Tag: encryption

Wordpress on Google Cloud SQL

In trying to get a Wordpress install migrated to Google Cloud I ran into a frustrating limitation, that Cloud SQL instances (the Google equivalent of AWS RDS) are not on your private network! There is a feature request to move Cloud SQL onto your private network, as most other Google Cloud services are, but the complaints go back over 3 years since the service was in beta so I'm not holding my breath. The only comment from Google I can find is:

There are some technical reasons why this is not possible currently, but we hope we can do it in the future, it’s a popular request. - Paul Nash (Product Manager, GCE) Nov 27, 2016

This leaves two options, the first is to and get Wordpress to connect to the Cloud SQL instance via public IPv4 and use SSL certificates for encryption. However MySQL SSL certs are quagmire, Wordpress just isn't designed to support certs for database access. Most articles on using SSL require code hacks to core Wordpress files that would be fragile and break during upgrades. There is a 3 year old ticket to add SSL support to db connections, but again, I'm not holding my breath. The most telling status update on that ticket:

Milestone changed from 4.5 to Future Release

The second option is using the Cloud SQL proxy, which is equally a pain in the ass to setup and maintain through inevitable fragility, but at least Wordpress just thinks it is connecting to a local MySQL instance. The proxy traffic will still be encrypted with SSL certificates, but they are automatically handled by the proxy app and renewed hourly.

Expanding on Google's decent-but-unecessarily-complicated proxy guide:

1) Enable the Cloud SQL API from within the GCE interface

2) Install the proxy client, I copied it to: /opt/gcp/cloud_sql_proxy

3) Authentication, there are a few options but since the Wordpress install will be on Google Compute Engine within the same project as our Cloud SQL instance, I'll just let the instance service account provide authentication. A major caveat, Google claims:

the default service account for the Compute Engine instance has the necessary permissions for authenticating the proxy

But this was definitely not true for me. In fact the Cloud API access scopes under my GCE instance details specifically said No Cloud SQL access. Instead I had to create a new service account with proper permissions in the next step.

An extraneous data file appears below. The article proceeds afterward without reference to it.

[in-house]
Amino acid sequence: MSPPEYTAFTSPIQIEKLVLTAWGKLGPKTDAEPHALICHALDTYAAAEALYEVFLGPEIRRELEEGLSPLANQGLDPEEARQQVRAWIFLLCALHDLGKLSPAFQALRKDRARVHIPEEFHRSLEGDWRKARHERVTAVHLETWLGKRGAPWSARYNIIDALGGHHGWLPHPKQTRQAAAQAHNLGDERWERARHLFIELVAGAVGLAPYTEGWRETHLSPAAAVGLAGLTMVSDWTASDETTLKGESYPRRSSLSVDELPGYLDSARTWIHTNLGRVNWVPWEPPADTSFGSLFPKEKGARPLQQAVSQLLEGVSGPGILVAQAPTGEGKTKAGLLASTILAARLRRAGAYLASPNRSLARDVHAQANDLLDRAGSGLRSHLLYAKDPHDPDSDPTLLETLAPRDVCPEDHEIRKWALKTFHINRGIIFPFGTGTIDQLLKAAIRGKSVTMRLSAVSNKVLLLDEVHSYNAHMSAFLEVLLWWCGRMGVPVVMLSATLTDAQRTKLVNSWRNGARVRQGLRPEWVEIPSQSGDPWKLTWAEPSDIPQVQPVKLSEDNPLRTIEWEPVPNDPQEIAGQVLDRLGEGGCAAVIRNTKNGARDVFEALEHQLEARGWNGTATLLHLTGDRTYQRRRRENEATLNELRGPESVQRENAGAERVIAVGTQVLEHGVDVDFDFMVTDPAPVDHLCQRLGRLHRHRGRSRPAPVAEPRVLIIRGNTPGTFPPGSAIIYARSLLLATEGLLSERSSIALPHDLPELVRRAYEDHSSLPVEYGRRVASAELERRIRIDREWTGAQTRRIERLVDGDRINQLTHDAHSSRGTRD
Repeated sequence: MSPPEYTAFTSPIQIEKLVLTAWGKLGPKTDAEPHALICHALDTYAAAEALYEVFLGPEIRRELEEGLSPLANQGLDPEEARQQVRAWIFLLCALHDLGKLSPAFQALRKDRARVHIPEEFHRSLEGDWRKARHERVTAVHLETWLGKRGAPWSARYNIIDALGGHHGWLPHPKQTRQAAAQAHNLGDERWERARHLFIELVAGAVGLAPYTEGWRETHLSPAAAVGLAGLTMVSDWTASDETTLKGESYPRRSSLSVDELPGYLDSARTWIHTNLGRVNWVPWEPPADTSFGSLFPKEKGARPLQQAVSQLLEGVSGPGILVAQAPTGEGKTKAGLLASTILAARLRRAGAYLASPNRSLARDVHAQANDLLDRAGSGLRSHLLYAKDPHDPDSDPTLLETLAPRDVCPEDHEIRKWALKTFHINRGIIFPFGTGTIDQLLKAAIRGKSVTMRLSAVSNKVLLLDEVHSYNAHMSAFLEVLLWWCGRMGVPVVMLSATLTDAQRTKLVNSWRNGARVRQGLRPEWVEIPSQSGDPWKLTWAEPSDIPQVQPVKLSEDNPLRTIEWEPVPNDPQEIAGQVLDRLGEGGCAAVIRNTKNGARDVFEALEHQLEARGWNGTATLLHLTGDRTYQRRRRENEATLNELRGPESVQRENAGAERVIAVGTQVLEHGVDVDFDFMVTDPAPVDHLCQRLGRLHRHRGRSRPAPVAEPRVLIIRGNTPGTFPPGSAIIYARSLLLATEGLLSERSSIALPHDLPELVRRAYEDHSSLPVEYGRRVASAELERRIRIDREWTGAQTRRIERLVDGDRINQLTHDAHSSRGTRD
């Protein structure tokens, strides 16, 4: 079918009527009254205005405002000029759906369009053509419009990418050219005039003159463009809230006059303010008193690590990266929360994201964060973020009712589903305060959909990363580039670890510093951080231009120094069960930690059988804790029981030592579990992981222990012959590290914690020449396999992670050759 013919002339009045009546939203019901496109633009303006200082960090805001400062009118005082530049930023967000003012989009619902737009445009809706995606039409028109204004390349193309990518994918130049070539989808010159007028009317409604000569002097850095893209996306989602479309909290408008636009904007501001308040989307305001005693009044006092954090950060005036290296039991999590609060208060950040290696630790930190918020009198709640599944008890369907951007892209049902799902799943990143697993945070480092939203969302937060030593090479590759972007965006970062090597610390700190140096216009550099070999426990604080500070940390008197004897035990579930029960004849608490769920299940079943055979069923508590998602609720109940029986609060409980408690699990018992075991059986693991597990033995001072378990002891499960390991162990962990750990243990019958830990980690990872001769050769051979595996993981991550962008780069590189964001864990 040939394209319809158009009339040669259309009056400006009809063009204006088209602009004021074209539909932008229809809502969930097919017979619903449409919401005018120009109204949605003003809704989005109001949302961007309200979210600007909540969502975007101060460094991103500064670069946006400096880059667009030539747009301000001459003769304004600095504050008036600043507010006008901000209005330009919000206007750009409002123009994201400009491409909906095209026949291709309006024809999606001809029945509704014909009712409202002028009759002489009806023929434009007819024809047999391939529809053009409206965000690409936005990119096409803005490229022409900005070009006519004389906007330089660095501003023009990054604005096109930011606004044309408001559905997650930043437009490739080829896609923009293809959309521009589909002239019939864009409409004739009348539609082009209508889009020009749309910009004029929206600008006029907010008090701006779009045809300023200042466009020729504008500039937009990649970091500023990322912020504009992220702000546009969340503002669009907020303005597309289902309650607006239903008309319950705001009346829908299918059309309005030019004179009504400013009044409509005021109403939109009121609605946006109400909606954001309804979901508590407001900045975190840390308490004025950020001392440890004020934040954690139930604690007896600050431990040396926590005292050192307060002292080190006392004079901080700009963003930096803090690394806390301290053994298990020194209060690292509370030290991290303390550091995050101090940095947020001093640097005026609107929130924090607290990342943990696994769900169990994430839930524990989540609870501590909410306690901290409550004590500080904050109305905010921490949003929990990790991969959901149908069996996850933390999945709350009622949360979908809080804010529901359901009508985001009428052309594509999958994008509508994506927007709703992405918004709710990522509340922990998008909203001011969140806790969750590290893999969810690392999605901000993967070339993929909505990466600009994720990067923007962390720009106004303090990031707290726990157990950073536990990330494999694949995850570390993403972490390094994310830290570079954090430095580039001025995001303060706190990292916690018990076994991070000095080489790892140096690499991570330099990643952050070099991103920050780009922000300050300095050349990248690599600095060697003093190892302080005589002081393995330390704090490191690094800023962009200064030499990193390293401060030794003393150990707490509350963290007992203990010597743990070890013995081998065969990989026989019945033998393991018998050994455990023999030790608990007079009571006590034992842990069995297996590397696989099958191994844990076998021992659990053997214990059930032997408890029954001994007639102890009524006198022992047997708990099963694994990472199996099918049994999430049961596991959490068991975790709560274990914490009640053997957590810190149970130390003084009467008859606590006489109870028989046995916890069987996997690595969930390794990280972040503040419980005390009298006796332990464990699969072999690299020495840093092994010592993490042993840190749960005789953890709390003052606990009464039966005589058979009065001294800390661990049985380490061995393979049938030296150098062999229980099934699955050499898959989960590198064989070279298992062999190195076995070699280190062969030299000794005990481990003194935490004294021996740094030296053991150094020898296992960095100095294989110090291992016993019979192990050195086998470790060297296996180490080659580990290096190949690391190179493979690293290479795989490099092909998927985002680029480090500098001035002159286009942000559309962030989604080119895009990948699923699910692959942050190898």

4) Create a new service account called wordpress-cloudsql and give it the Cloud SQL Client role.

5) Specify instances for the proxy, again there are several options but I'm using the most direct: the -instances flag. Use the fully qualified name of your Cloud SQL instance, ex: example-project:us-west1:prod-db-1.

6) Start the proxy. For ease I'm going to use tcp instead of unix sockets, but if you want to setup sockets Wordpress handles them fine.

Test everything is working via the cli:

./cloud_sql_proxy -instances=example-project:us-west1:prod-db-1=tcp:3306

Hopefully you seem something similar to this:

6/20 15:51:48 Listening on for example-project:us-west1:prod-db-1
6/20 15:51:48 Ready for new connections

Nice. To automate it on CentOS 7 here is my systemd unit file:

Description=Google Cloud Compute Engine SQL Proxy (until GCP DB servers are allowed on private network)

ExecStart=/opt/gcp/cloud_sql_proxy \


7) Update wp-config.php on your GCE instance to point at localhost, since the whole point of the proxy is to make Cloud SQL available locally:

/** MySQL hostname */
define('DB_HOST', '');

This proxy method also has the benefit of accessing Cloud SQL via your bastion host instead of with SSL certs. For ex using Sequel Pro on macOS choose "SSH Connection" and put your Wordpress GCE instance as ssh_host (which hopefully you're already using ProxyCommand to connect thru your bastion with) and set the mysql_host as Also, in the Cloud SQL dashboard remove every authorized network you may have previously added. Since all the connections are happening inside GCP so you don't need any public ips whitelisted.

That is a whole lotta mess to go through when on AWS you can just contact RDS directly over your private, already encrypted network. I look forward to the day Cloud SQL instances are on your private network and I can put a giant "NO LONGER REQUIRED, PRAISE BE" banner on the top of this page.

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